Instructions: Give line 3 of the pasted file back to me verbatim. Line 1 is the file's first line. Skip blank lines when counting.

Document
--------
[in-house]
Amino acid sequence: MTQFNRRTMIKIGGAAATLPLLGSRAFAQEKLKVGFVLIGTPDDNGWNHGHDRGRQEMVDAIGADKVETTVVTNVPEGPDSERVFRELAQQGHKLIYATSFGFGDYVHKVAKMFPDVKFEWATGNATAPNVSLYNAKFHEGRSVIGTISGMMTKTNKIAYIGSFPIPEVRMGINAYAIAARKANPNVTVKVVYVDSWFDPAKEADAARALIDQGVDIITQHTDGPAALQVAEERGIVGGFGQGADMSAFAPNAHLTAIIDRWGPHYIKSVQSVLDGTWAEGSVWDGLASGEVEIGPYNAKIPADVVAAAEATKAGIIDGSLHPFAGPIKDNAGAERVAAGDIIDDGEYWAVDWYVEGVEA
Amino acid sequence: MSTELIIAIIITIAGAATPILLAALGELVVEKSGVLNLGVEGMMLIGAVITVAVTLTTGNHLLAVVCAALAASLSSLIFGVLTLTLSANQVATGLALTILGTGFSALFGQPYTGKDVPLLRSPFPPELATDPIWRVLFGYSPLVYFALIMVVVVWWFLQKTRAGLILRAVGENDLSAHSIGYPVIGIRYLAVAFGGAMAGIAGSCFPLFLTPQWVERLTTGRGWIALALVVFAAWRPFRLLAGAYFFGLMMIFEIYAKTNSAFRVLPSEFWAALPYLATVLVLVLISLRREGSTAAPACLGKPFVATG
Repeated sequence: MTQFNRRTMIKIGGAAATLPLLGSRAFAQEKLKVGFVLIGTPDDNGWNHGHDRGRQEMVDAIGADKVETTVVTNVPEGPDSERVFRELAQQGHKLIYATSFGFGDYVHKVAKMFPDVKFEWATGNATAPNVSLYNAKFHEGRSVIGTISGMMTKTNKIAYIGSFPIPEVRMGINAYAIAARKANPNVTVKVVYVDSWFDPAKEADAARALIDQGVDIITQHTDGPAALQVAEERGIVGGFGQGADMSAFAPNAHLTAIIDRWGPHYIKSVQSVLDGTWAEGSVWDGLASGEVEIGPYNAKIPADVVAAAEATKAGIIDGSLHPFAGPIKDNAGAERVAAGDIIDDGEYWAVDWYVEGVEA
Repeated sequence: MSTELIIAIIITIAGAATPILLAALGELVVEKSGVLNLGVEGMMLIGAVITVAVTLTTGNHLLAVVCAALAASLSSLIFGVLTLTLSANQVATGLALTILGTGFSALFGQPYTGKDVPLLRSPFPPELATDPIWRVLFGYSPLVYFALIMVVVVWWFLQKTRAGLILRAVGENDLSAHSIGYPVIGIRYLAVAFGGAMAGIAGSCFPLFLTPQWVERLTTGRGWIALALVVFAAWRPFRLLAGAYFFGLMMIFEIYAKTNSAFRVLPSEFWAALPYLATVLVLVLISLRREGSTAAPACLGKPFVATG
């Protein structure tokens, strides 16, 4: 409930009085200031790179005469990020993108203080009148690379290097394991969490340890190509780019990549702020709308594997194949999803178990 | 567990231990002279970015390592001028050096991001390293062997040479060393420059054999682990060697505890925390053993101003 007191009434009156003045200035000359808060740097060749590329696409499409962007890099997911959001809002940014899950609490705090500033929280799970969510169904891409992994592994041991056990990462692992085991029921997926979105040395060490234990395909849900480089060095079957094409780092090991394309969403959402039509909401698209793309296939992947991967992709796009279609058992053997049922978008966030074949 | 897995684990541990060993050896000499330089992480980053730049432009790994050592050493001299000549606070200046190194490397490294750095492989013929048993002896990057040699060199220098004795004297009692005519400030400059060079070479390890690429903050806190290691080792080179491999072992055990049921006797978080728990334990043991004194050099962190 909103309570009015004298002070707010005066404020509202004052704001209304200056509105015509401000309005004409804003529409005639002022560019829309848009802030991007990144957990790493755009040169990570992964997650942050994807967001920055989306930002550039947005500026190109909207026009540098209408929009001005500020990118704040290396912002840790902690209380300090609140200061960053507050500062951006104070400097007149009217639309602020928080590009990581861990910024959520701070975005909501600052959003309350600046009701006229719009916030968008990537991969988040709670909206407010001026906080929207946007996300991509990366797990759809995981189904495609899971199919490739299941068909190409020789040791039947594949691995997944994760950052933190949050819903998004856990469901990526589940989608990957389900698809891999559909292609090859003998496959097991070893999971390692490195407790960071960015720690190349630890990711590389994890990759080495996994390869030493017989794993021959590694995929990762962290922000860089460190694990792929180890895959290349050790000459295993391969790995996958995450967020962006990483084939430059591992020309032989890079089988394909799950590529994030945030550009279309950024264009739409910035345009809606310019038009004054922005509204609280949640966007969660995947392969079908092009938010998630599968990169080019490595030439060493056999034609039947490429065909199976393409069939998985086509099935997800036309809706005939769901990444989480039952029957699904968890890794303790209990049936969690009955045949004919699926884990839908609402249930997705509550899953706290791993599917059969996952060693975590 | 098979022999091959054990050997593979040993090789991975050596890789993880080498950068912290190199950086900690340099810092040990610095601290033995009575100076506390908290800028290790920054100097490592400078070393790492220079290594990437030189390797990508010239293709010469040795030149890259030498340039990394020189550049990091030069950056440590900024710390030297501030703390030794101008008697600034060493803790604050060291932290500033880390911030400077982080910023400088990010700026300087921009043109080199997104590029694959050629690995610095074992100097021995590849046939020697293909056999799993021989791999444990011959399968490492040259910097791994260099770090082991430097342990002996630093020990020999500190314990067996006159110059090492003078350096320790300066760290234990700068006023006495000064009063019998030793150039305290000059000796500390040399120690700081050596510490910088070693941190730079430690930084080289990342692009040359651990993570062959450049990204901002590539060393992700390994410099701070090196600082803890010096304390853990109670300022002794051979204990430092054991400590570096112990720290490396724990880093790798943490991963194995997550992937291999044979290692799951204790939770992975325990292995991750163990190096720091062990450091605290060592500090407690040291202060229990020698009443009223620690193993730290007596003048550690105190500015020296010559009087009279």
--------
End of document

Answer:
Amino acid sequence: MSTELIIAIIITIAGAATPILLAALGELVVEKSGVLNLGVEGMMLIGAVITVAVTLTTGNHLLAVVCAALAASLSSLIFGVLTLTLSANQVATGLALTILGTGFSALFGQPYTGKDVPLLRSPFPPELATDPIWRVLFGYSPLVYFALIMVVVVWWFLQKTRAGLILRAVGENDLSAHSIGYPVIGIRYLAVAFGGAMAGIAGSCFPLFLTPQWVERLTTGRGWIALALVVFAAWRPFRLLAGAYFFGLMMIFEIYAKTNSAFRVLPSEFWAALPYLATVLVLVLISLRREGSTAAPACLGKPFVATG